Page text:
On this day, the 7th of May, in 1940 Angela Olive Stalker was born. Were she alive today, Angela Carter (as she later became known) would be 78 years old. To celebrate her birthday, here is a short roundup of some of the important events and books that have appeared over the last year and a couple that are coming up later this year.
To begin, a number of brilliant books were published over the last year, including academic studies and guidebooks, a memoir and new editions of Carter’s works. Heidi Yeandle’s Angela Carter and Western Philosophy, a fascinating study of the ways in which Carter alluded to, was inspired by and rewrote canonical western philosophers (including Plato, Descartes and Wittgenstein) was published by Palgrave. This is a comprehensive and informative new study that draws on archival material from the Angela Carter Archive held at the British Library as well as Carter’s published works. Film students and fans of Neil Jordan’s cinematic adaptation of Carter’s story ‘The Company of Wolves’ can now consult the first book publication on this strange and wonderful film in the form of James Gracey’s study, part of the Devil’s Advocates series. Although The Company of Wolves has been written about previously (most notably by Charlotte Crofts in her book Anagrams of Desire), this is first book-length publication that focuses entirely on this film and will prove invaluable for anyone studying this marvellous adaptation. Following on from Edmund Gordon’s authorised biography of Carter, which appeared in 2016, Natsumi Ikoma has recently translated into English a memoir written by Carter’s Japanese lover, Sozo Araki, entitled Seduced by Japan: A Memoir of the Days Spent with Angela Carter. In addition to Araki’s narrative, which offers an alternative perspective on Carter’s time spent in Japan, Ikoma has also written an accompanying essay, entitled ‘Her Side of the Story’, which contextualises the former’s account. Currently available only in Japan or in ebook format, the book is scheduled to be released in Europe later this year. Finishing up this wave of new books is the Everyman’s Library volume of three of Carter’s works: The Bloody Chamber, Wise Children and Fireworks. This omnibus of works by Carter is not only handsomely bound but also comes with a new introduction by New Yorker staff writer Joan Acocella.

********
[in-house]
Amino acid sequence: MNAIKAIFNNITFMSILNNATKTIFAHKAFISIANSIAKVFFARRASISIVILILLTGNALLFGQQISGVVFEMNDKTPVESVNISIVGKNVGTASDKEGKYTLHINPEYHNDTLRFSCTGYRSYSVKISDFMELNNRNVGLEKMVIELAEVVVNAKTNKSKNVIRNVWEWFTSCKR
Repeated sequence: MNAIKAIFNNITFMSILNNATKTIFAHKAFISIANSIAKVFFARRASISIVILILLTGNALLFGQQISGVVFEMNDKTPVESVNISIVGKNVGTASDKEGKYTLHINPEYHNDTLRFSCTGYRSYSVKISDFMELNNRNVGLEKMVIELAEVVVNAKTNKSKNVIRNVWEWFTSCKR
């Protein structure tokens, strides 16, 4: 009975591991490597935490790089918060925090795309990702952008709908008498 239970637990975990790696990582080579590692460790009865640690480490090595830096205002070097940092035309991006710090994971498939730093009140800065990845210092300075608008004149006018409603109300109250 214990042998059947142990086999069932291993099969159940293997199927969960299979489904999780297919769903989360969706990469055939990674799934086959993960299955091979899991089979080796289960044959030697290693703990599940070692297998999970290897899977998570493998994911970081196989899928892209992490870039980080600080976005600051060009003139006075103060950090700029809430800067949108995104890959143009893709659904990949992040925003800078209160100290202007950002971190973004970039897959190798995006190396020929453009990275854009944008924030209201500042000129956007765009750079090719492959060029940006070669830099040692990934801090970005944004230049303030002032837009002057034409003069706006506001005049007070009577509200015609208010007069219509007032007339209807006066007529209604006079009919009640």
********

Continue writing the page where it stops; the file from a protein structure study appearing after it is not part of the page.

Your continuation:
Secondly, I had the pleasure of attending a number of brilliant adaptations of Carter’s works over the last year. Beginning in July, I was invited to watch ‘The Lizzie Play’ at London’s Royal Academy of Dramatic Art, an adaptation of Carter’s short story ‘The Fall River Axe Murders’. Adapted by Deidre Strath and directed by Nona Shepphard, this production by Women@RADA brilliantly transformed Carter’s lush prose for the stage and explored the significant issues around gender and violence that this historical and fictional narrative evokes. Then in October, I was convulsed with laughter at watching Renato’s Theatre Company’s ‘Pussy: An Angela Carter Musical Extravaganza’, an adaptation of Carter’s story ‘Puss-in-Boots’ that was performed at the Alma Tavern & Theatre in Bristol. Although this was a much shorter and more lighthearted work than ‘The Lizzie Play’, ‘Pussy’ had its audience in stitches of laughter thanks to a magnificent performance by Simon Vardakis, who captured the cheekiness and ribald cynicism of Carter’s puss. Click here to read my review of this raucous musical adaptation.